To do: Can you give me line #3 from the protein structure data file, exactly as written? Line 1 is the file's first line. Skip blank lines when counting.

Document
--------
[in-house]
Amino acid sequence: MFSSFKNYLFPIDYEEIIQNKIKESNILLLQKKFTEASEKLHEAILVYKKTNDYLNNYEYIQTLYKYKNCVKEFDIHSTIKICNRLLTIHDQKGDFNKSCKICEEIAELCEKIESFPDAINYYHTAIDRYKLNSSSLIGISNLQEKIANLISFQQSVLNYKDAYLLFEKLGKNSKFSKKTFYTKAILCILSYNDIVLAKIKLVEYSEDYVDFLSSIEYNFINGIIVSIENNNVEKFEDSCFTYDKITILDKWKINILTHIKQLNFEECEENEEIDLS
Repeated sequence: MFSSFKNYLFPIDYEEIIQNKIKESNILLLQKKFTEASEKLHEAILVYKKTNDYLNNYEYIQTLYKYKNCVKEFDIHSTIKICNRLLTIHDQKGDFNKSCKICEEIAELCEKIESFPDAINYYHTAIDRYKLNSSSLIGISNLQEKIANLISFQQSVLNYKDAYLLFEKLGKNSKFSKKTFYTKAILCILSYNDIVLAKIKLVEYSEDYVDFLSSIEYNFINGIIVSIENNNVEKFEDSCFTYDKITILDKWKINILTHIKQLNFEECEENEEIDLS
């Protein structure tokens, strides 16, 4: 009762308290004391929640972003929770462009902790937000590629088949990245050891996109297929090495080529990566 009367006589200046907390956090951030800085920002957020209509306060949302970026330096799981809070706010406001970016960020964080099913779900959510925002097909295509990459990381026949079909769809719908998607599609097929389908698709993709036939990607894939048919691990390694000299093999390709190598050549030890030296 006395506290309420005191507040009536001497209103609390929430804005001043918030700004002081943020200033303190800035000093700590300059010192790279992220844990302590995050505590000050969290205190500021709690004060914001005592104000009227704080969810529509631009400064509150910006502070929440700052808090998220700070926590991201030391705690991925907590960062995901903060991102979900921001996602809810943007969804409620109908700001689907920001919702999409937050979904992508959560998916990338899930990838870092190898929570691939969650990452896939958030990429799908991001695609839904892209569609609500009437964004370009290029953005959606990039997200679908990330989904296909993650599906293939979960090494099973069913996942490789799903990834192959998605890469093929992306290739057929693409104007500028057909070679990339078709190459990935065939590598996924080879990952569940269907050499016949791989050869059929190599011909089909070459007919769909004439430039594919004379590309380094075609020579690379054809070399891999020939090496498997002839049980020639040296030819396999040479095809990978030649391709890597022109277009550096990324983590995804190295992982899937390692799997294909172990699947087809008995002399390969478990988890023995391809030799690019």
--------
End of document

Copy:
Repeated sequence: MFSSFKNYLFPIDYEEIIQNKIKESNILLLQKKFTEASEKLHEAILVYKKTNDYLNNYEYIQTLYKYKNCVKEFDIHSTIKICNRLLTIHDQKGDFNKSCKICEEIAELCEKIESFPDAINYYHTAIDRYKLNSSSLIGISNLQEKIANLISFQQSVLNYKDAYLLFEKLGKNSKFSKKTFYTKAILCILSYNDIVLAKIKLVEYSEDYVDFLSSIEYNFINGIIVSIENNNVEKFEDSCFTYDKITILDKWKINILTHIKQLNFEECEENEEIDLS